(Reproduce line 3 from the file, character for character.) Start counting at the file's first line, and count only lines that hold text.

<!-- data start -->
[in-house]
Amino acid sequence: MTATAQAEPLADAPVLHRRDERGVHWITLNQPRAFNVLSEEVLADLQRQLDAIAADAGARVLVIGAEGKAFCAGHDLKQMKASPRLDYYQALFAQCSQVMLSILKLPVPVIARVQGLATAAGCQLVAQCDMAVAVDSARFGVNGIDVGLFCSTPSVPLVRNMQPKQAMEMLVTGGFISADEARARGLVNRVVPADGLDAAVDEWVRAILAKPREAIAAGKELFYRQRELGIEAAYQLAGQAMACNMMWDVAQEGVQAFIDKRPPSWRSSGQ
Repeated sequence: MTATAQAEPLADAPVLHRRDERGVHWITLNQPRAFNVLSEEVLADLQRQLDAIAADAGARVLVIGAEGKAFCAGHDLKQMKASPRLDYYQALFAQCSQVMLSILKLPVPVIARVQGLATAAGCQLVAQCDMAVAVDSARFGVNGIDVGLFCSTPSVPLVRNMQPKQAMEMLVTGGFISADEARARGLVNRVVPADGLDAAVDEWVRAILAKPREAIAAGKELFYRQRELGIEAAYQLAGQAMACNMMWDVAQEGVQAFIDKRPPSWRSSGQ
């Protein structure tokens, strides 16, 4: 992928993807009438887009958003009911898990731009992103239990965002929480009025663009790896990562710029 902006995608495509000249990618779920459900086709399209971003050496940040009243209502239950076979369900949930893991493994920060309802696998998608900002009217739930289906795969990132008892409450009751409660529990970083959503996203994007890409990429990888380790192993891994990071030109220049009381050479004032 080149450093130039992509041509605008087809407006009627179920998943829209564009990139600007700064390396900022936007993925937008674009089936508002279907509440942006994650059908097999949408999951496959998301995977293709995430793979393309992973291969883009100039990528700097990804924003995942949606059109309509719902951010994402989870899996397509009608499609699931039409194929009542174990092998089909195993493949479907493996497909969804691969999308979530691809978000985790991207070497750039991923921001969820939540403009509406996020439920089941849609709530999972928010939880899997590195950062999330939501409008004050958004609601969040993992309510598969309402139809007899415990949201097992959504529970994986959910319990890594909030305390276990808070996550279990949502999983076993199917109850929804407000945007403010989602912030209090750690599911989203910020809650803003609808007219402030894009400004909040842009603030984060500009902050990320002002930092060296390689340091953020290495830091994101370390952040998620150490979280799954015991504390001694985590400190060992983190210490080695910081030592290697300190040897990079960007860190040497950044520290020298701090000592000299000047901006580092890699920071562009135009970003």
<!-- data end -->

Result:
Repeated sequence: MTATAQAEPLADAPVLHRRDERGVHWITLNQPRAFNVLSEEVLADLQRQLDAIAADAGARVLVIGAEGKAFCAGHDLKQMKASPRLDYYQALFAQCSQVMLSILKLPVPVIARVQGLATAAGCQLVAQCDMAVAVDSARFGVNGIDVGLFCSTPSVPLVRNMQPKQAMEMLVTGGFISADEARARGLVNRVVPADGLDAAVDEWVRAILAKPREAIAAGKELFYRQRELGIEAAYQLAGQAMACNMMWDVAQEGVQAFIDKRPPSWRSSGQ